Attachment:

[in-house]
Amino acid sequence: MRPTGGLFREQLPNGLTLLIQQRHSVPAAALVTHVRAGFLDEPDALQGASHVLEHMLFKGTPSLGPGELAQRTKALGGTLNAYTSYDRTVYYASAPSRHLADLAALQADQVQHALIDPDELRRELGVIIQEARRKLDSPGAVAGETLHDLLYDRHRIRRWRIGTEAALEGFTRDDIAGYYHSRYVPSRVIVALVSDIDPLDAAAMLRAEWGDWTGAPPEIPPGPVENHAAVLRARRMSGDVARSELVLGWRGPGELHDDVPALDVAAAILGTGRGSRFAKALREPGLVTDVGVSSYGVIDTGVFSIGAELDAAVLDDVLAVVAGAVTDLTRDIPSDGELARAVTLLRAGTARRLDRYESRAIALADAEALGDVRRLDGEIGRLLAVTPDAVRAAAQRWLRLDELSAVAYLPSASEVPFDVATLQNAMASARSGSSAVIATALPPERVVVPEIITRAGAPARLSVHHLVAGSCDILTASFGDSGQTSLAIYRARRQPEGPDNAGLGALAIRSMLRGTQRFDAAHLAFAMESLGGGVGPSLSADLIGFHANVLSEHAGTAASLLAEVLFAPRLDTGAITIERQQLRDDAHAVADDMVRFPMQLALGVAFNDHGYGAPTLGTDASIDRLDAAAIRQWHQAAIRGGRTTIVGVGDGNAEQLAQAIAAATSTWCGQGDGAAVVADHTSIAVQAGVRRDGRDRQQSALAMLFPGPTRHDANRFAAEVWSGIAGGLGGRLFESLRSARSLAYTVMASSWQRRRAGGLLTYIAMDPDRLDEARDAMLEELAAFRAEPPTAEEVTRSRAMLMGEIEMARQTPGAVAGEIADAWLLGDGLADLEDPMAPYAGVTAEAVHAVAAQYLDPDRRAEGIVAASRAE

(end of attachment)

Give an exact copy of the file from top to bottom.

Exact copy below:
[in-house]
Amino acid sequence: MRPTGGLFREQLPNGLTLLIQQRHSVPAAALVTHVRAGFLDEPDALQGASHVLEHMLFKGTPSLGPGELAQRTKALGGTLNAYTSYDRTVYYASAPSRHLADLAALQADQVQHALIDPDELRRELGVIIQEARRKLDSPGAVAGETLHDLLYDRHRIRRWRIGTEAALEGFTRDDIAGYYHSRYVPSRVIVALVSDIDPLDAAAMLRAEWGDWTGAPPEIPPGPVENHAAVLRARRMSGDVARSELVLGWRGPGELHDDVPALDVAAAILGTGRGSRFAKALREPGLVTDVGVSSYGVIDTGVFSIGAELDAAVLDDVLAVVAGAVTDLTRDIPSDGELARAVTLLRAGTARRLDRYESRAIALADAEALGDVRRLDGEIGRLLAVTPDAVRAAAQRWLRLDELSAVAYLPSASEVPFDVATLQNAMASARSGSSAVIATALPPERVVVPEIITRAGAPARLSVHHLVAGSCDILTASFGDSGQTSLAIYRARRQPEGPDNAGLGALAIRSMLRGTQRFDAAHLAFAMESLGGGVGPSLSADLIGFHANVLSEHAGTAASLLAEVLFAPRLDTGAITIERQQLRDDAHAVADDMVRFPMQLALGVAFNDHGYGAPTLGTDASIDRLDAAAIRQWHQAAIRGGRTTIVGVGDGNAEQLAQAIAAATSTWCGQGDGAAVVADHTSIAVQAGVRRDGRDRQQSALAMLFPGPTRHDANRFAAEVWSGIAGGLGGRLFESLRSARSLAYTVMASSWQRRRAGGLLTYIAMDPDRLDEARDAMLEELAAFRAEPPTAEEVTRSRAMLMGEIEMARQTPGAVAGEIADAWLLGDGLADLEDPMAPYAGVTAEAVHAVAAQYLDPDRRAEGIVAASRAE